ii. Duplication of Governmental Functions: In a federation government, departments are duplicated with overlapping functions. For example, there are 36 ministries of education, agriculture, and finance each, as well as those of the central or federal government, all performing the same functions. This may lead to wastage in the use of scarce resources.
ii. Expensive to Operate: As a result of the multiplicity if government departments and a large civil service, the cost or running a federation is high.
iii. Decision Making is Slow: Decisions, especially those that concern both the central and state governments, take a long time to be taken. The legislature is usually made up of two houses. Before a bill passes through the two houses and becomes a law, it might have taken a long time.
iv. Problem of Sharing Resources: When it comes to the sharing of resources, the problem of how much should go to the federal government, the other states and the state from which the resources originate becomes a problem. An example is the sharing of the oil wealth from the oil producing Niger Delta region of Nigeria with the rest of the country.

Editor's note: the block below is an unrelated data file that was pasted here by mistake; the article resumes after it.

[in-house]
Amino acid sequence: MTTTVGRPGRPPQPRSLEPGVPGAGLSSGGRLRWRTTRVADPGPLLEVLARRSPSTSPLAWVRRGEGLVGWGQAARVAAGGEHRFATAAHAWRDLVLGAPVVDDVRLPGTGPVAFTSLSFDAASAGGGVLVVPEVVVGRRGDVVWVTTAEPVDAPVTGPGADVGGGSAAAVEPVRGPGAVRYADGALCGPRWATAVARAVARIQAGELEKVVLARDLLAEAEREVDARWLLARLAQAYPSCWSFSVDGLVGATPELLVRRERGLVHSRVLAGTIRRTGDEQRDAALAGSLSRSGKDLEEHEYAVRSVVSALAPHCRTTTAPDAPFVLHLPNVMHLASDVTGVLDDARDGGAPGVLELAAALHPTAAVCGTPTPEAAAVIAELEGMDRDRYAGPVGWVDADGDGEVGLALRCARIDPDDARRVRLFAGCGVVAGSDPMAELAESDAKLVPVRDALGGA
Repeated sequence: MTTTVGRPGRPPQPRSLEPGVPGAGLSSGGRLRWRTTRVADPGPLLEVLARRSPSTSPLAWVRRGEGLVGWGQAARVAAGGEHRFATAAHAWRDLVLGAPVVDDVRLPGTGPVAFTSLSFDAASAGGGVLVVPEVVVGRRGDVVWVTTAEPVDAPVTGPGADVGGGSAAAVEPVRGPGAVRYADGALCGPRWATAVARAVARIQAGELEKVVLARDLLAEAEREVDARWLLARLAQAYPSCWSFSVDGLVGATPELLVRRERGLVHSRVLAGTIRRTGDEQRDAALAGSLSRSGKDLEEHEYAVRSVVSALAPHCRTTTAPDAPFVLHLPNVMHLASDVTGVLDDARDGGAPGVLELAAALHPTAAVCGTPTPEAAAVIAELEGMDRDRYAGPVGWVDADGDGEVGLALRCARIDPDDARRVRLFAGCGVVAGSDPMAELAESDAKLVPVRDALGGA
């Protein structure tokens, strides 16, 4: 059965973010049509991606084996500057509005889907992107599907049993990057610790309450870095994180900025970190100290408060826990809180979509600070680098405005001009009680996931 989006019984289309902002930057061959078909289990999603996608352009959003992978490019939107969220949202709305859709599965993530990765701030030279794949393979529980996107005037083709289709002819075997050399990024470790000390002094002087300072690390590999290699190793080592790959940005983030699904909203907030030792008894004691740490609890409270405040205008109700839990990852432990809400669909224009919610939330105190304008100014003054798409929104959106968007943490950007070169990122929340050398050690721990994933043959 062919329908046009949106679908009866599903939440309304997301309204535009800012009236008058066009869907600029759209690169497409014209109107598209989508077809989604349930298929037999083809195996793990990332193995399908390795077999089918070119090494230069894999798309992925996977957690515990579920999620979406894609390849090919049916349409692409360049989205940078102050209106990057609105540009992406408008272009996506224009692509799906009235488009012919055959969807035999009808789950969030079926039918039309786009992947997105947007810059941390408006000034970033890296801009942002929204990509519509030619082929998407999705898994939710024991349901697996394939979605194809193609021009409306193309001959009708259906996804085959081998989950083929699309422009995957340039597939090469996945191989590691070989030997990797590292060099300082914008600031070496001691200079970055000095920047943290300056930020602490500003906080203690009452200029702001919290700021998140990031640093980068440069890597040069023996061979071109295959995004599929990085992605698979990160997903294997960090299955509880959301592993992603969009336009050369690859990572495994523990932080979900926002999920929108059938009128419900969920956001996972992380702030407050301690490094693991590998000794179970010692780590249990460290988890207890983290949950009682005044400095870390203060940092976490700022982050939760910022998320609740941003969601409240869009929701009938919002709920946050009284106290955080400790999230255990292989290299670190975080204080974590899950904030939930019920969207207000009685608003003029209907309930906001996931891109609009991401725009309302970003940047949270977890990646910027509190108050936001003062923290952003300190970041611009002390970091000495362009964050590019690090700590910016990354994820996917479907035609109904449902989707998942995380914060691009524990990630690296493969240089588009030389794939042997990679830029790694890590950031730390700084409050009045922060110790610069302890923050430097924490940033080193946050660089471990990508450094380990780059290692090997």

History of the Nigerian Federation

The origin of the federal structure in Nigeria is traced to the amalgamation of the southern and northern protectorates of Nigeria by the British colonial authorities in 1914. The northern and southern protectorates were amalgamated in order to make the administration of the country better. In 1939, Sir Bernard Bourdillion, the Governor – General, in a bid to further increase the efficiency of administration, split the Southern Protectorate into two. The constitutions of 1946 and 1951 provided for a decentralized administrative structure consisting of Eastern, Western and Northern regions. This decentralisation of administration marked the origin of the federal structure. Although it has been argued that the colonial authorities had no intention of complementing this administrative decentralisation with federal practice, Nigerian rulers and politicians have favoured the federal idea since then.